Cisco Portfast Configuration

Portfast is a Cisco proprietary solution to deal with spanning-tree topology changes. If you don’t know how spanning-tree reacts to topology changes then I highly recommend you to read this tutorial before you continue reading. It helps to truly understand why we need portfast.

Portfast does two things for us:

• Interfaces with portfast enabled that come up will go to forwarding mode immediately, the interface will skip the listening and learning state.
• A switch will never generate a topology change notification for an interface that has portfast enabled.

It’s a good idea to enable portfast on interfaces that are connected to hosts because these interfaces are likely to go up and down all the time. Don’t enable portfast on an interface to another hub or switch.

Let’s take a look at the difference of an interface with and without portfast. I’ll be using the following topology for this:

cisco portfast example topology

I have two switches and one host connected to SW1. The only reason I have two switches is so SW1 has another switch that it can send topology notification changes to. Let’s look at the without portfast scenario first…

Portfast disabled

To see the interesting stuff I will enable a debug on SW1:

SW1#debug spanning-tree events
Spanning Tree event debugging is on

Once I plug in the cable to connect the host to SW1 this is what happens:

SW1#
STP: VLAN0001 Fa0/1 -> listening
STP: VLAN0001 Fa0/1 -> learning
STP: VLAN0001 Fa0/1 -> forwarding

This is just normal spanning-tree behavior, it walks through the listening and learning states and ends up in forwarding.

Each time I unplug the cable, spanning-tree will generate a topology change notification. There’s a nice command that you can use to check how many have been sent so far:

SW1#show spanning-tree detail

 VLAN0001 is executing the ieee compatible Spanning Tree protocol
  Bridge Identifier has priority 32768, sysid 1, address 0019.569d.5700
  Configured hello time 2, max age 20, forward delay 15
  Current root has priority 32769, address 0011.bb0b.3600
  Root port is 26 (FastEthernet0/24), cost of root path is 19
  Topology change flag not set, detected flag not set
  Number of topology changes 5 last change occurred 00:02:09 ago
          from FastEthernet0/1
  Times:  hold 1, topology change 35, notification 2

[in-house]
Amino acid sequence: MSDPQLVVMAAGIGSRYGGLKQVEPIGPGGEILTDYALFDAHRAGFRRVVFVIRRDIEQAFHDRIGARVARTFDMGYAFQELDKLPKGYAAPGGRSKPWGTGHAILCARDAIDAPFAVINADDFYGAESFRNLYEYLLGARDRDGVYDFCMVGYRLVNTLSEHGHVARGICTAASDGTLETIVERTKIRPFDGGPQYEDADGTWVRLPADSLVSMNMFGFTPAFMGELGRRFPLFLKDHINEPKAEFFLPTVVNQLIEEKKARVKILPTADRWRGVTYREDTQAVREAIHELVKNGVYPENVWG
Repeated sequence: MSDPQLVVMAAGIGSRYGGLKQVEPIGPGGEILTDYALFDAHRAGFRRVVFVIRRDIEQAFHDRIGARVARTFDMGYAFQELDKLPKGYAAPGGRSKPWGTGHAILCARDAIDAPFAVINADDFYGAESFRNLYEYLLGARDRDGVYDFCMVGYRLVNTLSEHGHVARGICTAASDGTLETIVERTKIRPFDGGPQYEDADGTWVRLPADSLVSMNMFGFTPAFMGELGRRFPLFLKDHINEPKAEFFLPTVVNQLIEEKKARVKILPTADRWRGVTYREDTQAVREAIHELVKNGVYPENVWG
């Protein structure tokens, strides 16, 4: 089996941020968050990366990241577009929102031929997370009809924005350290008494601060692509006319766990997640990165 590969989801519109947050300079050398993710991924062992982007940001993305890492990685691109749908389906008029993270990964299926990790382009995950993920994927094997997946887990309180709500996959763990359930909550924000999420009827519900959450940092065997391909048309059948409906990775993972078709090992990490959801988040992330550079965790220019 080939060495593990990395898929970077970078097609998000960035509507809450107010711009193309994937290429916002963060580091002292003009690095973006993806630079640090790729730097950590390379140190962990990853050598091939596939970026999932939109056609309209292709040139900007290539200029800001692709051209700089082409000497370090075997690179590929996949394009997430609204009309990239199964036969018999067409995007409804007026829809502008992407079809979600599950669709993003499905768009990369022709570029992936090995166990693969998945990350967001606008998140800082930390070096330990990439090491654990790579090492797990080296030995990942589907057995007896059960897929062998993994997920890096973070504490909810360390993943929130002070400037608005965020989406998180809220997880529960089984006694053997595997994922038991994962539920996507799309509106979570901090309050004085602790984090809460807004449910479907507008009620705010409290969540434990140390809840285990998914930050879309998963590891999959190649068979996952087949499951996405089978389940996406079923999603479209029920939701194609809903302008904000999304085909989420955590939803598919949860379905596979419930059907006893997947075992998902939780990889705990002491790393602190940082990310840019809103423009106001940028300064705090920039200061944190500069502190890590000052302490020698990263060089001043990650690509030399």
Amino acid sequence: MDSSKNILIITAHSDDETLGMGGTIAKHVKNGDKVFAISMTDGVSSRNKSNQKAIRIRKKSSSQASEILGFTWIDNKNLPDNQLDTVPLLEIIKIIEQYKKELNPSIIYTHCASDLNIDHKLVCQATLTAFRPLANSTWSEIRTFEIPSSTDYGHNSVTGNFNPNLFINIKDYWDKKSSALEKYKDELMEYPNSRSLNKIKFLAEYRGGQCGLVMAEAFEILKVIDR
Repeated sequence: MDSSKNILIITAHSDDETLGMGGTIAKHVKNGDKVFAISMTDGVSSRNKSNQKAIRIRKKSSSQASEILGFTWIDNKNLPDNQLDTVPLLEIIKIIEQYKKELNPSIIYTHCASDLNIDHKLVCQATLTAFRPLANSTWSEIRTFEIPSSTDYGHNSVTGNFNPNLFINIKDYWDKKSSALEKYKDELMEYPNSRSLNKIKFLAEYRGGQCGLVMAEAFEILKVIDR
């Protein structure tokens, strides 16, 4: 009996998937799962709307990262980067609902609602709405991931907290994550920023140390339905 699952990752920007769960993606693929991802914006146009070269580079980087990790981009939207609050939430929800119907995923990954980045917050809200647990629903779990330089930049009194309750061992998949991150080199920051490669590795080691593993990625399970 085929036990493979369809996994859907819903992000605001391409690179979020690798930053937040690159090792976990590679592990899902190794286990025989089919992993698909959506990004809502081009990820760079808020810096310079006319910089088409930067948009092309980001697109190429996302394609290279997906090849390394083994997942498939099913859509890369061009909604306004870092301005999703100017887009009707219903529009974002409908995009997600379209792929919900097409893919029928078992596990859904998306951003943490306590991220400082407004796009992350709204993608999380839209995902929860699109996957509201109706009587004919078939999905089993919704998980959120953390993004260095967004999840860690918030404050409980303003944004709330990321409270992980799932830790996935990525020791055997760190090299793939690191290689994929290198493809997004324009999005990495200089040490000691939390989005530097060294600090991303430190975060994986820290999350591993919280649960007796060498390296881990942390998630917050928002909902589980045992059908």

hello 2, max age 20, forward delay 15
  Timers: hello 0, topology change 0, notification 0, aging 300

As you can see there have been 5 topology changes so far on VLAN 1. Let’s unplug the cable to the host to see what happens:

SW1#
STP: VLAN0001 sent Topology Change Notice on Fa0/24

Spanning-tree will send a topology change notification on the interface towards SW2 and the counter will increase:

SW1#show spanning-tree detail | include changes
  Number of topology changes 6 last change occurred 00:01:12 ago

In short, everytime we unplug the cable the switch will generate a TCN. Let’s see the difference when we enable portfast…

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Forum Replies

  1. Hi Rene,
    What happens when Portfast is enabled on a port but BPDU filter is not globally enabled and the port receives a BPDU.

    Thanks,

  2. Thanks Andrew. I have one more question, What is the real use of BPDU filter command in a Global mode, if a normal portfast can achieve the same functionality. Why do we need to enable BPDU filter at the global level and what enhancement does it provide at the global level. BPDU filter lesson says.

    BPDUfilter can be configured globally or on the interface level and there’s a difference:

    Global: if you enable BPDUfilter globally then any interface with portfast enabled will not send or receive any BPDUs. When you receive a BPDU on a portfast enabled interface th

    ... Continue reading in our forum

  3. Hello Tejpal

    What actually happens when a portfast configured port receives a BPDU actually depends on the configuration.

    1. In simple STP (IEEE802.1D), a portfast port will be reset back to a normal port participating in STP if BDPUs arrive on the port. If a physical L2 loop is created on such a port, it will result in a temporary L2 loop until STP reconverges. This is why you will see this warning when configuring portfast (notice the word “temporary”:

       %Warning: portfast should only be enabled on ports connected to a single
        host. Connecting hubs, concentr
    ... Continue reading in our forum

  4. Hello Swapnil

    If a situation like this happens, the port that is configured with portfast will receive a BPDU. What happens next depends on how the port is configured. Take a look at the previous post above to see more details.

    In general it is best practice to enable portfast only on ports that have end devices connected to them and not other switches.

    I hope this has been helpful!

    Laz

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